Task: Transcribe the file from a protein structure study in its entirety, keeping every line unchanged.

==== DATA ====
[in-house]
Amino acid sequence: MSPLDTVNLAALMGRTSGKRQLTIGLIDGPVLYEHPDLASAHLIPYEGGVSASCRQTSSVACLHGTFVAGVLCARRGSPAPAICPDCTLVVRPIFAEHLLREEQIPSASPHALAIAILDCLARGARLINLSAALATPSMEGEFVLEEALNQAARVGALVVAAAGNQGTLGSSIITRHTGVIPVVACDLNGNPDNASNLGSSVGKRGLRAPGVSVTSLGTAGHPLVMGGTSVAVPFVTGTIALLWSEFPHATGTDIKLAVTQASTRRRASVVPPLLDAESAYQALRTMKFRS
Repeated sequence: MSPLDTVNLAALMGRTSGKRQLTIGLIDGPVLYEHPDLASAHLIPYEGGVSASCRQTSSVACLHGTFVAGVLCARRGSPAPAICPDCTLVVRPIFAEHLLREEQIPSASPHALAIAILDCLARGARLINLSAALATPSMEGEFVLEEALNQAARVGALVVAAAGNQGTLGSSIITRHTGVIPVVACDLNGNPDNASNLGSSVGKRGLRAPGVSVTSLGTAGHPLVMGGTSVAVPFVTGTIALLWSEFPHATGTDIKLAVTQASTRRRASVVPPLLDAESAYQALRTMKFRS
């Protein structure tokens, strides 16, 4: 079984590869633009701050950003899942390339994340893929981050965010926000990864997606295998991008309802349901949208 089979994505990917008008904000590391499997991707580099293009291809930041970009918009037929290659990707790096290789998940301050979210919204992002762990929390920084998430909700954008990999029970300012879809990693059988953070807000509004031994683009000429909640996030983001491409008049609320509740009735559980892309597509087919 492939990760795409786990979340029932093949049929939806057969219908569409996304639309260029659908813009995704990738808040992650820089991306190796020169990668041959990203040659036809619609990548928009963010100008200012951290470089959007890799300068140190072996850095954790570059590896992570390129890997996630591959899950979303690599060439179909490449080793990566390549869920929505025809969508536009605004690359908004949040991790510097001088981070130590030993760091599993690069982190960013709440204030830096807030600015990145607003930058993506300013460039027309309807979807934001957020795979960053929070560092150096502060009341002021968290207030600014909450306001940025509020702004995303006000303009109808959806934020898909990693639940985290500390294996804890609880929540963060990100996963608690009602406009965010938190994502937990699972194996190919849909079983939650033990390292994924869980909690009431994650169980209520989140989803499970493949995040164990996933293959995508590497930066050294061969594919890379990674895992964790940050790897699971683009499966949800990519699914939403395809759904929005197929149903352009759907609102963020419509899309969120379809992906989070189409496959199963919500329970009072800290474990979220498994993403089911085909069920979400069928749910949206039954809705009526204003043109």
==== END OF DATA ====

[in-house]
Amino acid sequence: MSPLDTVNLAALMGRTSGKRQLTIGLIDGPVLYEHPDLASAHLIPYEGGVSASCRQTSSVACLHGTFVAGVLCARRGSPAPAICPDCTLVVRPIFAEHLLREEQIPSASPHALAIAILDCLARGARLINLSAALATPSMEGEFVLEEALNQAARVGALVVAAAGNQGTLGSSIITRHTGVIPVVACDLNGNPDNASNLGSSVGKRGLRAPGVSVTSLGTAGHPLVMGGTSVAVPFVTGTIALLWSEFPHATGTDIKLAVTQASTRRRASVVPPLLDAESAYQALRTMKFRS
Repeated sequence: MSPLDTVNLAALMGRTSGKRQLTIGLIDGPVLYEHPDLASAHLIPYEGGVSASCRQTSSVACLHGTFVAGVLCARRGSPAPAICPDCTLVVRPIFAEHLLREEQIPSASPHALAIAILDCLARGARLINLSAALATPSMEGEFVLEEALNQAARVGALVVAAAGNQGTLGSSIITRHTGVIPVVACDLNGNPDNASNLGSSVGKRGLRAPGVSVTSLGTAGHPLVMGGTSVAVPFVTGTIALLWSEFPHATGTDIKLAVTQASTRRRASVVPPLLDAESAYQALRTMKFRS
């Protein structure tokens, strides 16, 4: 079984590869633009701050950003899942390339994340893929981050965010926000990864997606295998991008309802349901949208 089979994505990917008008904000590391499997991707580099293009291809930041970009918009037929290659990707790096290789998940301050979210919204992002762990929390920084998430909700954008990999029970300012879809990693059988953070807000509004031994683009000429909640996030983001491409008049609320509740009735559980892309597509087919 492939990760795409786990979340029932093949049929939806057969219908569409996304639309260029659908813009995704990738808040992650820089991306190796020169990668041959990203040659036809619609990548928009963010100008200012951290470089959007890799300068140190072996850095954790570059590896992570390129890997996630591959899950979303690599060439179909490449080793990566390549869920929505025809969508536009605004690359908004949040991790510097001088981070130590030993760091599993690069982190960013709440204030830096807030600015990145607003930058993506300013460039027309309807979807934001957020795979960053929070560092150096502060009341002021968290207030600014909450306001940025509020702004995303006000303009109808959806934020898909990693639940985290500390294996804890609880929540963060990100996963608690009602406009965010938190994502937990699972194996190919849909079983939650033990390292994924869980909690009431994650169980209520989140989803499970493949995040164990996933293959995508590497930066050294061969594919890379990674895992964790940050790897699971683009499966949800990519699914939403395809759904929005197929149903352009759907609102963020419509899309969120379809992906989070189409496959199963919500329970009072800290474990979220498994993403089911085909069920979400069928749910949206039954809705009526204003043109």